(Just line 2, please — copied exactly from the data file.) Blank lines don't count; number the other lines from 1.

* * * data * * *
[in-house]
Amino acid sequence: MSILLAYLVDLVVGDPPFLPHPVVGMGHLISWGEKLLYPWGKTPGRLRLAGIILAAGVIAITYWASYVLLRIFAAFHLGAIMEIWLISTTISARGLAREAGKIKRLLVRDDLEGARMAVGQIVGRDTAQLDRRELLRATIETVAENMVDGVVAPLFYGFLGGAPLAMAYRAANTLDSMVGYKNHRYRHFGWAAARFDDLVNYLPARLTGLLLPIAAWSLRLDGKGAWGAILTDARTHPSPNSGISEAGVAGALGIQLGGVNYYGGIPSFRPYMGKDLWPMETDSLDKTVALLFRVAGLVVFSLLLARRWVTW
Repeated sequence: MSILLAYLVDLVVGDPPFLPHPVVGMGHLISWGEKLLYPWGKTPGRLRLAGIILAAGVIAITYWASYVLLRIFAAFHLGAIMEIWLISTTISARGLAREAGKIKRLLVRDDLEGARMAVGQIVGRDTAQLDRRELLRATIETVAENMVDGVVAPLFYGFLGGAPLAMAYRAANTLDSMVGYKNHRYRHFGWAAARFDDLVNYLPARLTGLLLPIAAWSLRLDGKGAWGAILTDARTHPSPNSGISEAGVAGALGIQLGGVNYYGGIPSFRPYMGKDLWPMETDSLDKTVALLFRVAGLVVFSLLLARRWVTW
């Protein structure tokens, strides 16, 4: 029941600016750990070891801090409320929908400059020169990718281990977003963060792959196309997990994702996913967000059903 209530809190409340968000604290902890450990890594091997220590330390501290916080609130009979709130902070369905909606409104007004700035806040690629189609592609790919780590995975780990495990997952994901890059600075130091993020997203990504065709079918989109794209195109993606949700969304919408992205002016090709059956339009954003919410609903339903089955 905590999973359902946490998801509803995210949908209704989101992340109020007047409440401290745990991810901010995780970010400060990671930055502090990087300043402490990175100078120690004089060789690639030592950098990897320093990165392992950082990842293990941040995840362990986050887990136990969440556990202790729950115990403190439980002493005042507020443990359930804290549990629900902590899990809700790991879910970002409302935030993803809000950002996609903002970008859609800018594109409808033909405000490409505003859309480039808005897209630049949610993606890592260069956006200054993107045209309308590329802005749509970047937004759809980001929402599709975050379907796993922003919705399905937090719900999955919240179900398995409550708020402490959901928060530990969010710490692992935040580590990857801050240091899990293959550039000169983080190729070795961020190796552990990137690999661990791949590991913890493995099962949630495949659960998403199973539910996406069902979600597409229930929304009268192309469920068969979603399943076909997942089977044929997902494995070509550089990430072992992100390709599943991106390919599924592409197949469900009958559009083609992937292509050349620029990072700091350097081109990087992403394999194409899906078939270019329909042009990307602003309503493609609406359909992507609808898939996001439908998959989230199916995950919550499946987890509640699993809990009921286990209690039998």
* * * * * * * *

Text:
Amino acid sequence: MSILLAYLVDLVVGDPPFLPHPVVGMGHLISWGEKLLYPWGKTPGRLRLAGIILAAGVIAITYWASYVLLRIFAAFHLGAIMEIWLISTTISARGLAREAGKIKRLLVRDDLEGARMAVGQIVGRDTAQLDRRELLRATIETVAENMVDGVVAPLFYGFLGGAPLAMAYRAANTLDSMVGYKNHRYRHFGWAAARFDDLVNYLPARLTGLLLPIAAWSLRLDGKGAWGAILTDARTHPSPNSGISEAGVAGALGIQLGGVNYYGGIPSFRPYMGKDLWPMETDSLDKTVALLFRVAGLVVFSLLLARRWVTW